Update: Alabama lineman Aaron Douglas dies in Florida

TUSCALOOSA, Ala. (AP) -- Alabama offensive lineman Aaron Douglas, a junior college transfer and onetime Tennessee starter, was found dead on the second floor balcony of a home in Fernandina Beach, Fla., after attending a party, according to police.

Fernandina police chief James T. Hurley released a statement
describing what authorities know about Douglas's final hours.

Witnesses said the 21-year-old Douglas was taking a taxi to
Jacksonville after dinner with friends when two women apparently
approached the cab and invited him to a party. He arrived between
11 and 11:30 p.m. Douglas was seen at the residence as late as 2
a.m. before a male resident and others discovered him "apparently
dead" on the balcony Thursday morning, Hurley said.

Douglas was pronounced dead at the scene. The medical examiner's
office is investigating the cause of death.

No police report was immediately available, according to a
dispatcher who answered the phone at the department.

The residence is listed on Zillow.com as a 2,760-square-foot
single-family house.

Douglas spent last season as Arizona Western Community College's
starting left tackle and transferred to play for the Crimson Tide
in January. According to his Twitter feed, Douglas had been in the
Jacksonville, Fla., area this week.

Douglas had tweeted at 11:36 p.m. CDT Wednesday asking "Anybody
still up right now?!?"

"It is a tragedy anytime you lose someone close to you and even
more so when it is a member of your family," football coach Nick
Saban said in a statement. "Aaron was a part of our family and
always will be a part of our family at Alabama. He was an
outstanding young man and we were excited about what he had
accomplished as a player and a person in the short time he was with
us.

"Our thoughts and prayers go out to his parents, David and
Karla, who are two of the best people you will ever meet and the
love they had for their son was something very special."

Douglas was vying to replace left tackle James Carpenter, a
first-round NFL draft pick, during the spring. The university was
already coping with a devastating tornado that struck Tuscaloosa on
April 27. Snapper Carson Tinker was injured, and his girlfriend,
Ashley Anderson, was killed.

Alabama lineman Barrett Jones, who is also from Tennessee, had
known Douglas since the recruiting process in high school.

"Aaron Douglas was a great teammate and great guy," Jones said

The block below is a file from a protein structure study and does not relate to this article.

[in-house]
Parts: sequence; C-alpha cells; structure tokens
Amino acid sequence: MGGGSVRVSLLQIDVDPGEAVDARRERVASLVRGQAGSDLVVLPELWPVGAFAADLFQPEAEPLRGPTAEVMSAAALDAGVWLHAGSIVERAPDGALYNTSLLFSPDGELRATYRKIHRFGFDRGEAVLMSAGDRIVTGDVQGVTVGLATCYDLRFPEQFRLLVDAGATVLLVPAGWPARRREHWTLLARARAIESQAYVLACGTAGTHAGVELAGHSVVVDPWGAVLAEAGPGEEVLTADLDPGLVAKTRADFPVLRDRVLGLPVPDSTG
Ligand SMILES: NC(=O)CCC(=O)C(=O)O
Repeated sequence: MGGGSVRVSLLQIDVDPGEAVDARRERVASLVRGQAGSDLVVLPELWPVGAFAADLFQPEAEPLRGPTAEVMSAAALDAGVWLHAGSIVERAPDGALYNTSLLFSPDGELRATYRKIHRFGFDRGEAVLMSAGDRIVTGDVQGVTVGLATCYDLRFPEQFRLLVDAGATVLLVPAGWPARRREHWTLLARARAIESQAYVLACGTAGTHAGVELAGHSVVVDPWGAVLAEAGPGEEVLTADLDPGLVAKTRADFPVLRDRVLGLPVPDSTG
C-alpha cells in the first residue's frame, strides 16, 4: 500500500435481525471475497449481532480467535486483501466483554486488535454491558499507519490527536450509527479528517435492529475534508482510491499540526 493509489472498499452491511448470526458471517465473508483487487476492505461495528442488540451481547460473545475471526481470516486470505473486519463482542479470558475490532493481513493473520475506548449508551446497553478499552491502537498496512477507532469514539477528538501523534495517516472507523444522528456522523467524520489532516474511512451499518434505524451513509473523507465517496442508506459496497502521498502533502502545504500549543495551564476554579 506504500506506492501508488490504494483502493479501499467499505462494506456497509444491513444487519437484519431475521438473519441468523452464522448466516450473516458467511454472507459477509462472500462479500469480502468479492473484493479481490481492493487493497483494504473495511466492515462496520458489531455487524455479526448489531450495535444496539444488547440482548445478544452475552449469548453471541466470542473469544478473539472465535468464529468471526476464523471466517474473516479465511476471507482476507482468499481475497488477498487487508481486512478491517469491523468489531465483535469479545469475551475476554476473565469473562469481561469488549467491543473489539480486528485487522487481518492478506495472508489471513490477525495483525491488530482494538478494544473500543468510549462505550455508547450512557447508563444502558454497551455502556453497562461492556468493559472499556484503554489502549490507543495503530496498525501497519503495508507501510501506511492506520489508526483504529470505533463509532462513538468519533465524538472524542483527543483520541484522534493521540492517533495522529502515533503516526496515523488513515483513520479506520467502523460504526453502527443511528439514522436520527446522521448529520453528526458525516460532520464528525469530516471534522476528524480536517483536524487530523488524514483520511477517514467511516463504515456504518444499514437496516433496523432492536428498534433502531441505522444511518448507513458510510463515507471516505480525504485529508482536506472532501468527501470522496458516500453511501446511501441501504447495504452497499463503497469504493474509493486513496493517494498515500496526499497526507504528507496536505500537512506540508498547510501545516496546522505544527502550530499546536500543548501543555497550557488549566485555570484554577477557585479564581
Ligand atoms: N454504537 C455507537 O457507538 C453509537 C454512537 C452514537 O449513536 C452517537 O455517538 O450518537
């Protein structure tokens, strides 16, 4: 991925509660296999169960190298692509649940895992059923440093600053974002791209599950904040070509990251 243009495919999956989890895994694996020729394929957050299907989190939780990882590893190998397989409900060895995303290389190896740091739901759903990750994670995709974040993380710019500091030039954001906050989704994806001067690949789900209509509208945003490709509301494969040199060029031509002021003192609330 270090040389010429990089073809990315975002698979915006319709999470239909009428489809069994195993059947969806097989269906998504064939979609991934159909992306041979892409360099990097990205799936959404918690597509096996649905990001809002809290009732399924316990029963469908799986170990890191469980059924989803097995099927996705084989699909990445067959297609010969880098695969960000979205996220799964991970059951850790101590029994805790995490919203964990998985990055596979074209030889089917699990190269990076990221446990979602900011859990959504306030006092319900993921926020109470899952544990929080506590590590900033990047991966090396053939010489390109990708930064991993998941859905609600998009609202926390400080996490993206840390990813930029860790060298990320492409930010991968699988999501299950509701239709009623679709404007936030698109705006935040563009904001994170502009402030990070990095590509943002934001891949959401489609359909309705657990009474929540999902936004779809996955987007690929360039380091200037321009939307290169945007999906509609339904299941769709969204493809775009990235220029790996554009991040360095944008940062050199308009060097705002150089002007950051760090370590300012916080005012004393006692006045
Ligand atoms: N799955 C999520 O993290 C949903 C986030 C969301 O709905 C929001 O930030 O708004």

in a statement. "He was a really hard worker that was having a
positive impact on our football team."

Douglas was charged with DUI in December while home in Maryville
over holiday break and pleaded guilty to the charges in March,
serving a 48-hour jail sentence.

Douglas initially signed with Tennessee under coach Phillip
Fulmer in 2008 ranked as the No. 5 tight end in the nation by
Rivals.com after four years at Maryville High School, a perennially
dominant football program located just 15 miles away from the
Volunteers' Knoxville campus.

He took a redshirt his freshman season and moved to offensive
tackle in Lane Kiffin's lone season with the Vols, starting 10
games that year. Soon after Kiffin left and Tennessee hired Derek
Dooley, Douglas asked for a release from his scholarship.

Douglas cited personal problems and depression from the pressure
of playing close to home and for his parents' alma mater. His
father, David Douglas, was an offensive lineman for the Vols, and
his mother, Karla Horton Douglas, was a Lady Volunteers basketball
player.

"No one can understand the pain that a family must endure after
the loss of a child," Dooley said. "My prayers go out to David
and Karla and everyone who was close to Aaron."

Dooley had granted Douglas' release on condition he did not play
football for a program within an eight-hour radius of Knoxville for
the first season after his departure.

Douglas joined some former Maryville teammates at Arizona
Western College in Yuma, Ariz., before he and teammate Jesse
Williams signed with Alabama.

"It's a tragedy and all my prayers go out to him and his
family," Arizona Western coach Tom Minnick said. "He was a great
kid. He came in during the summer and helped our young kids out and was a leader on the field and off the field and did everything we
asked him to do.

"He will be truly missed."

Minnick said Douglas would often stop by the football offices to
say hello and talk about the coaches' plans for the day. He said
Douglas' parents came to games and remarked on their son's
maturation.

"They praised us and said, 'Coach, he wasn't like this when he
was down there (in Tennessee). He's grown up. He's going to school
and doing what he's supposed to do,"' Minnick said.
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AP Sports Writer Beth Rucker in Knoxville, Tenn., contributed to
this report.
(Copyright 2011 by The Associated Press. All Rights Reserved.)


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